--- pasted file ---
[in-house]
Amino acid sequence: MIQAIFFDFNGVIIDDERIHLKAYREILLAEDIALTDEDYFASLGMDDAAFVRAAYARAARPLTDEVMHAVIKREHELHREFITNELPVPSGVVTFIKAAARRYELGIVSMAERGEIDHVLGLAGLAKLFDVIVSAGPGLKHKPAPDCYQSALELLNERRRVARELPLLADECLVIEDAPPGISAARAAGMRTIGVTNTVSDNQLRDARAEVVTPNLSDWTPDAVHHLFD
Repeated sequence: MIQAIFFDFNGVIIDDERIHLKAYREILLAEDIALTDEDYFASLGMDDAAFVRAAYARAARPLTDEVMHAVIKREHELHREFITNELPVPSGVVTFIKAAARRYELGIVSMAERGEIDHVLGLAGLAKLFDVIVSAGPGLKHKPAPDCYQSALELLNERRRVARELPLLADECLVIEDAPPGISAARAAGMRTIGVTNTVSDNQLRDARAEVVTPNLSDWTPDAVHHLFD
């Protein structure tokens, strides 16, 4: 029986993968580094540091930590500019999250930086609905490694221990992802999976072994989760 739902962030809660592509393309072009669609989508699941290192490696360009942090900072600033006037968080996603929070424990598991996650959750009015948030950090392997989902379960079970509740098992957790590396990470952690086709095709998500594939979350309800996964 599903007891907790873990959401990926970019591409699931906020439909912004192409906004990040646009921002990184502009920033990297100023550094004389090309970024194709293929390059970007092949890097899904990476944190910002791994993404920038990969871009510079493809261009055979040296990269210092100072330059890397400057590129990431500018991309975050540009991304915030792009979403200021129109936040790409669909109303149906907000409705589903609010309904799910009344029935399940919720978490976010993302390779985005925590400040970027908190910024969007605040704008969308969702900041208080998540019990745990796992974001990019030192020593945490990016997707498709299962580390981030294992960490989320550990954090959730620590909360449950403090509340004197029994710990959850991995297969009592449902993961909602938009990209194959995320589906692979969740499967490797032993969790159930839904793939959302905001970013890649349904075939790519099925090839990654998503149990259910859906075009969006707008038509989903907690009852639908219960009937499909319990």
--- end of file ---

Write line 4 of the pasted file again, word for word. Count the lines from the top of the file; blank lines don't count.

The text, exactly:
């Protein structure tokens, strides 16, 4: 029986993968580094540091930590500019999250930086609905490694221990992802999976072994989760 739902962030809660592509393309072009669609989508699941290192490696360009942090900072600033006037968080996603929070424990598991996650959750009015948030950090392997989902379960079970509740098992957790590396990470952690086709095709998500594939979350309800996964 599903007891907790873990959401990926970019591409699931906020439909912004192409906004990040646009921002990184502009920033990297100023550094004389090309970024194709293929390059970007092949890097899904990476944190910002791994993404920038990969871009510079493809261009055979040296990269210092100072330059890397400057590129990431500018991309975050540009991304915030792009979403200021129109936040790409669909109303149906907000409705589903609010309904799910009344029935399940919720978490976010993302390779985005925590400040970027908190910024969007605040704008969308969702900041208080998540019990745990796992974001990019030192020593945490990016997707498709299962580390981030294992960490989320550990954090959730620590909360449950403090509340004197029994710990959850991995297969009592449902993961909602938009990209194959995320589906692979969740499967490797032993969790159930839904793939959302905001970013890649349904075939790519099925090839990654998503149990259910859906075009969006707008038509989903907690009852639908219960009937499909319990």